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- Develop food growing systems that prioritize social and environmental justice
- Worker and Community Owned Cooperative, oriented toward maximizing community ownership, community resources and community wealth, while minimizing hierarchal relationships and wage disparity.
- Urban cityscapes filled with food and beauty. When you walk down a city street, growing food will be the primary feature (not parked cars). More than 50% of food to be grown within a city neighborhood.
- Reconnect people to their food production.
- Nutrient Sovereignty and Zero Extraction. All the nutrients that are needed to grow all food for an urban population already exist within the city. Food waste and human waste, contains all the nutrients needed to grow food. There is no need to extract resources from distant lands.
- Food Visibility. Increase the visibility of food in our daily lives.
Today, the only places we see food are inside stores. This is not natural, but is a result of centralized industrial food production. People drive far to go to farmers markets, because it feels good to be in outdoor places where food is visible. We want to reclaim food as a natural and ubiquitous part of our environment.
- Decentralize and Localize food production.
Industrialization of food, turning food into a mass-produced product, demanded centralization of food production. Food like most products are not produced anywhere near where they are consumed. Consumers are disconnected from the labor and environment that produces the food. Therefore the labor and environment are usually exploited. We are going to change this by bringing food production right in the neighborhood where it is consumed. When it is integrated in people’s daily lives they will be invested and learn to be stewards of the work force and the environment.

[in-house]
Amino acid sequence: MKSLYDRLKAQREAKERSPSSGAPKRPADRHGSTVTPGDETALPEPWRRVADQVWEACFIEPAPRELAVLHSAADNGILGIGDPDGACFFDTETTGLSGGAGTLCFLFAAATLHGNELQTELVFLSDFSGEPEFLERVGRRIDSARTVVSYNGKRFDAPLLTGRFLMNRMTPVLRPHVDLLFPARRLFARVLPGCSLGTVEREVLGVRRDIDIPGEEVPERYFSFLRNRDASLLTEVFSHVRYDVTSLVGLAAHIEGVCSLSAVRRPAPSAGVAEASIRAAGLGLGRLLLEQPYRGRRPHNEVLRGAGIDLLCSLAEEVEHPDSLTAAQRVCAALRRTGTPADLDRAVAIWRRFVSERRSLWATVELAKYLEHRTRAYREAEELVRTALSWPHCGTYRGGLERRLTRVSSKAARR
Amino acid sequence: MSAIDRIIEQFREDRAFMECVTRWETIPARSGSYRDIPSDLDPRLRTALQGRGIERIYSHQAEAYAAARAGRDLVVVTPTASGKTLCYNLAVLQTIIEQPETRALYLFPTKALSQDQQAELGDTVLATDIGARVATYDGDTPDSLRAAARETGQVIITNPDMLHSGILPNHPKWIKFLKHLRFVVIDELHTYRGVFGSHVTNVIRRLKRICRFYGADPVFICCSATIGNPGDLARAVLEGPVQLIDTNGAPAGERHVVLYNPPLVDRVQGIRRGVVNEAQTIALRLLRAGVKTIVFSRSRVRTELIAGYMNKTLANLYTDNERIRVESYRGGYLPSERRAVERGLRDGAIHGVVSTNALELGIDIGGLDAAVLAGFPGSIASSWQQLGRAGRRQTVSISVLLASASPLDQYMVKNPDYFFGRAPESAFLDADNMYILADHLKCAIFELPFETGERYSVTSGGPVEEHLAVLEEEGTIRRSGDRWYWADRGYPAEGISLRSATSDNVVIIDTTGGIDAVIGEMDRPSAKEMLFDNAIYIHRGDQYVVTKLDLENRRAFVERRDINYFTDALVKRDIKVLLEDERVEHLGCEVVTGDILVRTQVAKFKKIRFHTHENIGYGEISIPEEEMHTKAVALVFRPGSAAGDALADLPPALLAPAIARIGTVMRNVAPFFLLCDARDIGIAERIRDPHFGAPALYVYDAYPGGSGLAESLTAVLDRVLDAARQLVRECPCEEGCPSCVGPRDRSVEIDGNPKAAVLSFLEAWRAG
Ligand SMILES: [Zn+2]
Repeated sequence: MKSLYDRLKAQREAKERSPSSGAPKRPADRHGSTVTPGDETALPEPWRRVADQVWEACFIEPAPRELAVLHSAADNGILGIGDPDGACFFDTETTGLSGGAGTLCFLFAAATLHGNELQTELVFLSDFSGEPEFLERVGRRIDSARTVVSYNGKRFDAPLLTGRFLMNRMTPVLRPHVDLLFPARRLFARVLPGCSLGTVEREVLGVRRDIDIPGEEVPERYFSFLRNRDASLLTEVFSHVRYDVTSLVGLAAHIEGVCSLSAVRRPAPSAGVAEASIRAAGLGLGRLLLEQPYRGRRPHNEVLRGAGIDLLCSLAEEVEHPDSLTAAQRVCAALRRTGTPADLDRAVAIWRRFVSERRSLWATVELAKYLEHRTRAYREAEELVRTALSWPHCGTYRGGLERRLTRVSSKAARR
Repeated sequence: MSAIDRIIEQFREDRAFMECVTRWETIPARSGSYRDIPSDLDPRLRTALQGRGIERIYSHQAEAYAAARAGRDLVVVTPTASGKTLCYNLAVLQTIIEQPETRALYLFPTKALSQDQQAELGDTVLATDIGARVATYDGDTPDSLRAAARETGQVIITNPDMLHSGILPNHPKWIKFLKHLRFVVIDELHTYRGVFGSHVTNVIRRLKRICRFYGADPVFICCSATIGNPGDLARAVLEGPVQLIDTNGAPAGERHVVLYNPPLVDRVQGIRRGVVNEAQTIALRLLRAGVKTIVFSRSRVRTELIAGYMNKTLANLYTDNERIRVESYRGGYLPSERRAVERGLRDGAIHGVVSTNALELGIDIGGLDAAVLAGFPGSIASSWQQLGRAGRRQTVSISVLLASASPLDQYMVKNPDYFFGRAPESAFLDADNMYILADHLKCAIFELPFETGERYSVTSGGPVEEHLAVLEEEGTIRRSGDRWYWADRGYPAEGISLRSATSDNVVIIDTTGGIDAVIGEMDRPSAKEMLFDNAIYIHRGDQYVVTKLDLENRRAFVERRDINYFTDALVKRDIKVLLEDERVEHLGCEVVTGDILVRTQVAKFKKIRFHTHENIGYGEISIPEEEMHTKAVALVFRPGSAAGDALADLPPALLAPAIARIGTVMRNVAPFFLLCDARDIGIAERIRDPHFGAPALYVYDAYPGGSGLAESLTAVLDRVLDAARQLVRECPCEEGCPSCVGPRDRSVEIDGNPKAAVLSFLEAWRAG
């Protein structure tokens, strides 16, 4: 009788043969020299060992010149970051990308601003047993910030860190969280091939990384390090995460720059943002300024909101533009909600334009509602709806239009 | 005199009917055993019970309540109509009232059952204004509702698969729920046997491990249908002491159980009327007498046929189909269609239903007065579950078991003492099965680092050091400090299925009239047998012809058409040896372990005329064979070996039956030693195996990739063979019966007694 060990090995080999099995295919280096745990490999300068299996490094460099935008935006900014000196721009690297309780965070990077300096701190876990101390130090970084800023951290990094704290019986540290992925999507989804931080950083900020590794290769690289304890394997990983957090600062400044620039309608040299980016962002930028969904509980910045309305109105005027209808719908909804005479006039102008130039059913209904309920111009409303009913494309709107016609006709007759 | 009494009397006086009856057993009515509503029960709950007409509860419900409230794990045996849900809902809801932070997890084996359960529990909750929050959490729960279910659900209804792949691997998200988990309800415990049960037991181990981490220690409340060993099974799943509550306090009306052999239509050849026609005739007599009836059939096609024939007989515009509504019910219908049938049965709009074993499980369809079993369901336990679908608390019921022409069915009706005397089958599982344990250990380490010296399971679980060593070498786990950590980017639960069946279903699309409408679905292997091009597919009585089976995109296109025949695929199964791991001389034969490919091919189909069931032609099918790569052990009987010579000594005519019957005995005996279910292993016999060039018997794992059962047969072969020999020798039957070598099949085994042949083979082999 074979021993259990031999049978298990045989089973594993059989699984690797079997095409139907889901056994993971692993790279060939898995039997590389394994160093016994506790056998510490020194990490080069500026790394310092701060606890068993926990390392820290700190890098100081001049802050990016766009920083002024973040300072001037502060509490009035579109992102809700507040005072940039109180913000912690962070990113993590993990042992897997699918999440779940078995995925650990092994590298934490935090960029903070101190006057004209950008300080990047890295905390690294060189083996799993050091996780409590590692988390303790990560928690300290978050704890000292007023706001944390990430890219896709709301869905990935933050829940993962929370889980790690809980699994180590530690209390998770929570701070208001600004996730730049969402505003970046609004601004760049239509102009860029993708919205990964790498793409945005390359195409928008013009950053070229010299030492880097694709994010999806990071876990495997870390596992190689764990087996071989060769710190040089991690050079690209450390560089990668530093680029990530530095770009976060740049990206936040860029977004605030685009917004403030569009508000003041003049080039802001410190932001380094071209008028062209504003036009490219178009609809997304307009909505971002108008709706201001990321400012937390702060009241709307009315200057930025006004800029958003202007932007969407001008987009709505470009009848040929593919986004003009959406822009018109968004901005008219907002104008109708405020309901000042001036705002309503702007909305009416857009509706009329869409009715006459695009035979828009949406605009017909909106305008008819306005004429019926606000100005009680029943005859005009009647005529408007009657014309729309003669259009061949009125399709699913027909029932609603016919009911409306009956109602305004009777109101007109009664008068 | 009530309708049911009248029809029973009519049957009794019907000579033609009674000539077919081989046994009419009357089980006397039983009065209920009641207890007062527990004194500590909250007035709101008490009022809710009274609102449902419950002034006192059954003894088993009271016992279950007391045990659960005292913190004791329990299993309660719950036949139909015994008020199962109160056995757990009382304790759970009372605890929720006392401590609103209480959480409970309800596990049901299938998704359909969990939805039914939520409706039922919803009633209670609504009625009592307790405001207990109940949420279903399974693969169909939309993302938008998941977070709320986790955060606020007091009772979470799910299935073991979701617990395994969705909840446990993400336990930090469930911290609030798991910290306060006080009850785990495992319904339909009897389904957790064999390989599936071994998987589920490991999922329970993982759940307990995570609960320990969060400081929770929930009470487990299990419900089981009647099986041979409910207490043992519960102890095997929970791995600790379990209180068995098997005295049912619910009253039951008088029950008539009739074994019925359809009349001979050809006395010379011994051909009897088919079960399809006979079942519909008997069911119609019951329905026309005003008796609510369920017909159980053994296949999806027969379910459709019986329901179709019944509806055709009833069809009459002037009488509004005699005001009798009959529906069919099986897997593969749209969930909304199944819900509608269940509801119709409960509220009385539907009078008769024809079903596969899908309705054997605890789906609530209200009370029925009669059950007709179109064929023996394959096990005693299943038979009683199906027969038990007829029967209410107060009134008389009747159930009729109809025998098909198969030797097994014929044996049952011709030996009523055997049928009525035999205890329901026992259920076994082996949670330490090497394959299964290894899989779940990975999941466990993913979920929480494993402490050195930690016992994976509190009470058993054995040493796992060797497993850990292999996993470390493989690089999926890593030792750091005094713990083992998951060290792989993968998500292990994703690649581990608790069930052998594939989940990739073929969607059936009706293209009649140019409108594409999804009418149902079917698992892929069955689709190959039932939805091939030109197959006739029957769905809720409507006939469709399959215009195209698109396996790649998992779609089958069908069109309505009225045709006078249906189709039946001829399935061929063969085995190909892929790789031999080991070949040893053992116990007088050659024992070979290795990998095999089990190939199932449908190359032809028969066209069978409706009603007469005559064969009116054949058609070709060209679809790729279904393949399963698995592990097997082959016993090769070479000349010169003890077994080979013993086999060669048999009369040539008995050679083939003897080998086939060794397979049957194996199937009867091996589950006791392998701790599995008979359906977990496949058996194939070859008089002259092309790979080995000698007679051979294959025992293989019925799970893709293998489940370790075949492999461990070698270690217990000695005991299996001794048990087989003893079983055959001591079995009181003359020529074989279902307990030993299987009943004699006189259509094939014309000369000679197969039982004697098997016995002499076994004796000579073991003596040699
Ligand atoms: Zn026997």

- Food Security. Making optimal nutrition immediately accessible to everyone. Imagine, herbs, kale, lettuce and other veggies being available right outside your front door. Currently the most accessible food is junk food at the corner mart. When the most accessible food becomes fresh produce, people’s food choices will shift dramatically and will substantially improve their health.
- Community and Connection. When food is grown adjacent to where we live, we become stewards of that resource.
- Food Knowledge. We return to a society where almost everyone knows how to grow food because it is integrated in our daily lives.
- Creating meaningful ways of making a living. We’re creating employment opportunities within our community, that cultivate whole individuals and their connection to their community and environment.
- Decolonlize and re-wild the country. “Of California’s approximately 100 million acres of land, 43 million acres are used for agriculture.” “Of all private US agriculture land whites account for 96% of the owners, 97% of the value, and 98% of the acres”. 68% of all farmworkers were born in Mexico and the average individual farmworker income is about $13,500. We hope that moving agriculture into urban areas, can minimize our reliance on colonizer-lineage ownership, and destruction of environment.